Buy a ticket, Barry.
A full complement of baseball’s steroid class is among the 37 players on the 2013 Hall of Fame ballot, so it was predictable that a new round of arguments would surface claiming that it is unfair, illogical, inconsistent or otherwise unseemly to exclude Barry Bonds and others from enshrinement. Predictable but frustrating: the arguments in favor of Bonds are arguments against maintaining ethical values, in baseball, sports, and American society. It is also an annoying debate to engage in, and I have been engaging in it in various forms for many years, because Bonds’ defenders typically represent themselves as modern, reasonable, and realistic, while anyone making the quaint argument that cheating on a grand scale should earn shame rather than honors is mocked as judgmental, sanctimonious and naïve. As ever, I am a glutton for punishment, and since otherwise wise and perceptive commentators like NBC Sports’ Craig Calcaterra choose to ally themselves with Bonds, I really am obligated to point out what a corrupt, illogical and unethical position it is. If I and people like me don’t persist in this, we’ll have cheating approved as a cultural norm before we know what hit us.
Calcaterra has been supporting Bonds as a Hall of Fame candidate for a while now, but the title of his latest essay, “It’s Lunacy To Keep Barry Bonds and Roger Clemens Out of the Hall of Fame” is a gauntlet that begs to be picked up. “Bonds and Clemens,” Craig writes, “ are two players who, in a just world, would be unanimous selections for induction…” I find this an indefensible, even shocking, statement, both before and after the writer attempts to defend it. In a just world, a member of a profession who achieved his prominence in part by breaking the law and the rules, as well as lying about it, should be accorded the highest honor that profession has! What an astounding point of view.
For simplicity’s sake, I’m going to leave Clemens out of this, in part because I can see a Hall of Fame voter credibly deciding that there isn’t enough evidence to conclude that The Rocket really did use performance enhancing drugs on the way to forging one of the top five pitching careers of all time, and in part because I suspect Craig of pairing Bonds and Clemens to make his various rationalizations more pallatable than they would be in defense of Bonds alone. Belief in Roger’s steroid cheating rests entirely on the testimony of a proven liar and slime-ball, his former trainer. MLB’s Mitchell Report sided with the trainer, and I’m inclined to as well, but Clemens’ unfitness for the Hall of Fame, unlike Bonds (and Mark McGwire, Rafael Palmeiro, and some others), is not an open-and-shut case.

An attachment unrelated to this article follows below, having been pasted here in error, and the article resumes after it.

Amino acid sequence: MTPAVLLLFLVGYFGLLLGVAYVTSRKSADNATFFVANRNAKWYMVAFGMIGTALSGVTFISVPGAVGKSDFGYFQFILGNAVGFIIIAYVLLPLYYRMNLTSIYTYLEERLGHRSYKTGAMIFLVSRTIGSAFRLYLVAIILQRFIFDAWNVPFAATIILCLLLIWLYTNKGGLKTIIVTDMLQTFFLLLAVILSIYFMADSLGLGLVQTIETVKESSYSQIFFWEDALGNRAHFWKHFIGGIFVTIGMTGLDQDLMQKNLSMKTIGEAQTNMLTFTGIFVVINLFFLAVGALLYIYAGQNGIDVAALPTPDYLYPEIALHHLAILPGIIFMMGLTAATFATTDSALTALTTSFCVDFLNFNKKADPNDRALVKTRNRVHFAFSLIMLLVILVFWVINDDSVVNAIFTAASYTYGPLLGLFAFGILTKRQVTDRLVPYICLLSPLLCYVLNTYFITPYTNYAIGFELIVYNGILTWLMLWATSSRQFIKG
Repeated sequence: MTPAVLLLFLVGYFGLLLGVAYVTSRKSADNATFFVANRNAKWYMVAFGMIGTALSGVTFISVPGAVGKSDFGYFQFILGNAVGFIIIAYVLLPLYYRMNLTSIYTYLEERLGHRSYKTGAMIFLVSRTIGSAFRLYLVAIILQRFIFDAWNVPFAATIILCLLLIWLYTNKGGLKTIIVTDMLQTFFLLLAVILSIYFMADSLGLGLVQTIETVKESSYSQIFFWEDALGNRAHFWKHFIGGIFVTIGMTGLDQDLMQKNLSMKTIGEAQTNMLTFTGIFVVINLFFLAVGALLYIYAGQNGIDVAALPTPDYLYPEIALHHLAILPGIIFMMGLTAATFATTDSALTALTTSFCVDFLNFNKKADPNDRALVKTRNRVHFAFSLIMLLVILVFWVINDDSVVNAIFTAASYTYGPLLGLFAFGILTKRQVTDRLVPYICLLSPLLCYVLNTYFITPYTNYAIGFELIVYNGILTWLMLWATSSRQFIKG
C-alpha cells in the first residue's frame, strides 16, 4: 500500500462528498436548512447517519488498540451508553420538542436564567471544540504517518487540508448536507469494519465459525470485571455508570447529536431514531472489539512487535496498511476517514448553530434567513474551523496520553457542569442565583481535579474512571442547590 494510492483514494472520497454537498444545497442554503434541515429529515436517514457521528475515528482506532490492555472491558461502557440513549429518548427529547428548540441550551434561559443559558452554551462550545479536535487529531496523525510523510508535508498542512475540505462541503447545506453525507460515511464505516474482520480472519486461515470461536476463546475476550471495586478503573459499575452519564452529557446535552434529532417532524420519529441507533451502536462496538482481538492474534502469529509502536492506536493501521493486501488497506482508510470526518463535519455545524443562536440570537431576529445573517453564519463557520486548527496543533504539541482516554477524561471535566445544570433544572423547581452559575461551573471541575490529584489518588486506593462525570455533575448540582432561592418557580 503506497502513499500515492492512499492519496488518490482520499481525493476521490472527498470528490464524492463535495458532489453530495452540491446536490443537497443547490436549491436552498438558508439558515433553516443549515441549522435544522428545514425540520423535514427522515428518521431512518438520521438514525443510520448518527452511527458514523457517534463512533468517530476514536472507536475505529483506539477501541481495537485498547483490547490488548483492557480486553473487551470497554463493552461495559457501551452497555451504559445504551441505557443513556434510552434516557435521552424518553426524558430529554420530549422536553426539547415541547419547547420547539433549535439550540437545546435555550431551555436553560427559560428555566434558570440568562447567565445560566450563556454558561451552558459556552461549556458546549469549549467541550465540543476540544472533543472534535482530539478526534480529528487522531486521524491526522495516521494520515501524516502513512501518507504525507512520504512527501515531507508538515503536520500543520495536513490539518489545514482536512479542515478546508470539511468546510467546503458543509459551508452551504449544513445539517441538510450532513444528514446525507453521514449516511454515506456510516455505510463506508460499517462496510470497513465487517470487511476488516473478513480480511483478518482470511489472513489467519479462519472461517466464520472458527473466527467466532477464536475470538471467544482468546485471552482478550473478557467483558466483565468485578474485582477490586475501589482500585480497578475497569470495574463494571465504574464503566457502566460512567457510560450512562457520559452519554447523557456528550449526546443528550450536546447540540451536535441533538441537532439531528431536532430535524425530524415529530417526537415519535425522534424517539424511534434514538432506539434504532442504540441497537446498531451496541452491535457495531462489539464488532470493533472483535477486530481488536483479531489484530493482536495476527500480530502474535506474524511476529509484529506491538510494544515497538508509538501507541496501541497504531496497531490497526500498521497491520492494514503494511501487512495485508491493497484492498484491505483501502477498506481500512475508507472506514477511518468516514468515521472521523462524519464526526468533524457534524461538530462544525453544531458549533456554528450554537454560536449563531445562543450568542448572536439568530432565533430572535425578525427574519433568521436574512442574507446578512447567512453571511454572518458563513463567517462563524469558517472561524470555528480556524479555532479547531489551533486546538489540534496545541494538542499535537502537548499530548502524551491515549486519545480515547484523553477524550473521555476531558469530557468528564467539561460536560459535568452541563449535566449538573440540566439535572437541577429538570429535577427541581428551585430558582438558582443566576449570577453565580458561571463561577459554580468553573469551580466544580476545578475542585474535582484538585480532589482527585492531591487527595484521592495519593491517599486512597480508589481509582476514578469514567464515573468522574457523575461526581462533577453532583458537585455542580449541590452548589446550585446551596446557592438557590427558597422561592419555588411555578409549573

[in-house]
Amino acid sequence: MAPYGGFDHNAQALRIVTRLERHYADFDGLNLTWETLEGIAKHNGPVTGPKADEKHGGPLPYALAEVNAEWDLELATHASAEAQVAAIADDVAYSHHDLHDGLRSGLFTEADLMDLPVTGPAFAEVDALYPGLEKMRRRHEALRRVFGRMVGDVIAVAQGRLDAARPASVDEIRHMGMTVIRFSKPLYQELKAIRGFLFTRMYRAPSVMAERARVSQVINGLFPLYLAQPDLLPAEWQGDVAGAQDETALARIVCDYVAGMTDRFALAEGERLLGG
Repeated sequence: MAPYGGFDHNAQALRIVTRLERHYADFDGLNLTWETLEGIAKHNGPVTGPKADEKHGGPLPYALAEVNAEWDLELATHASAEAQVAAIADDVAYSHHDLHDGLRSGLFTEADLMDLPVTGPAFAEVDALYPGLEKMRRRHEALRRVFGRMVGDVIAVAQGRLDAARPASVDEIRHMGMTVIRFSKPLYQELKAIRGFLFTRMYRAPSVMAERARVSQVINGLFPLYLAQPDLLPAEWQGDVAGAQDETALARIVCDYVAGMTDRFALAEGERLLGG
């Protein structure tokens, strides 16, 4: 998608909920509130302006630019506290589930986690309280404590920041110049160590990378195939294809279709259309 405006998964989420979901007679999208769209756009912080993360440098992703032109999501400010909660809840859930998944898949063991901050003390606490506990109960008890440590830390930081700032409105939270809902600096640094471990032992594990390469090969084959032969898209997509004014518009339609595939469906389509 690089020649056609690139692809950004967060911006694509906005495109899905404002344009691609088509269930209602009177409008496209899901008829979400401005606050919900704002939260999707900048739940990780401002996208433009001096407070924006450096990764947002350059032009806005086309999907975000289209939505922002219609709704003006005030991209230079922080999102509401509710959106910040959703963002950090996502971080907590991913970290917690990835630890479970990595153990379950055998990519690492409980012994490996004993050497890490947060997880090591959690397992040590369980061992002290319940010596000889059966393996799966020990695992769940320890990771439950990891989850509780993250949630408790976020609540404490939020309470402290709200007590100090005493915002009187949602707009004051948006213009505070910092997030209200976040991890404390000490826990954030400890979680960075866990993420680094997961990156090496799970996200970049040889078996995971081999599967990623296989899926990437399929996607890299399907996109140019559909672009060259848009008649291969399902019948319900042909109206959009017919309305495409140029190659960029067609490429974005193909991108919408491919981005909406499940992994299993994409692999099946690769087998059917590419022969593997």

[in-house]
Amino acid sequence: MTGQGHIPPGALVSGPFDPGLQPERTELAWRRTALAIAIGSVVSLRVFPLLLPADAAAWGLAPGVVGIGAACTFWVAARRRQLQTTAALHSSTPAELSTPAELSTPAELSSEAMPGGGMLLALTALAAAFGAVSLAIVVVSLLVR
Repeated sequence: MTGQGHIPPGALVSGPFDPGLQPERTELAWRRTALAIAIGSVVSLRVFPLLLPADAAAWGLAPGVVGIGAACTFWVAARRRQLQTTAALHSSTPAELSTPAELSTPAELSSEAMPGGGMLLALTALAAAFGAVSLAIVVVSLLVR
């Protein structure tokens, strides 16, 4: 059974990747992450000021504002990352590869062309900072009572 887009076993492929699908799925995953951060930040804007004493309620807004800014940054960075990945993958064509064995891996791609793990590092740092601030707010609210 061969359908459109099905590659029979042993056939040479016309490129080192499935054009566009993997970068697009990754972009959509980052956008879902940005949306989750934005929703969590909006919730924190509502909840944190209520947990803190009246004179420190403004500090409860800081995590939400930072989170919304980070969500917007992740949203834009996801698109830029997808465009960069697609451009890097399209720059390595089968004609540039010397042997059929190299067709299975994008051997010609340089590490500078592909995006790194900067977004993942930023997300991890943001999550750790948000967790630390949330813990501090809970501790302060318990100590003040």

I give credit to Craig for not raising my least favorite of the Bonds defenses, that he has to be regarded as innocent because he has not been “proven guilty.” Calcaterra is a lawyer, and he understands the over-use and misuse of that cliché, as well as how it only applies when “guilty” means “you’re going to jail.” Indeed, he begins by conceding the obvious, that the evidence that Barry Bonds used steroids is overwhelming, which it is.
His first argument, however, is terrible. Under the ironic heading “Baseball Bonafides,” Calcaterra begins by reciting Bonds’ (and Clemens’) impressive list of achievements, which taken at face value show Barry Bonds to be one the best of the best, not just a qualified Hall of Fame baseball player, but an epitome of a Hall of Fame player along with such legends as Babe Ruth, Walter Johnson , Ted Williams and Willie Mays. “Put simply,” Craig says in conclusion, Bonds is an “immortal.” But he’s not-–not if he cheated, not if he achieved his historic status by corrupting his sport and lying to team mates and fans. And, as Calcaterra admits at the outset, this he did. As a result, the fact that Bonds won a record seven Most Valuable Player Awards is irrelevant. He cheated to win some of those awards. He gets no credit for them. In Bonds’s case, “baseball bonafides” are not bona fide at all. Continue reading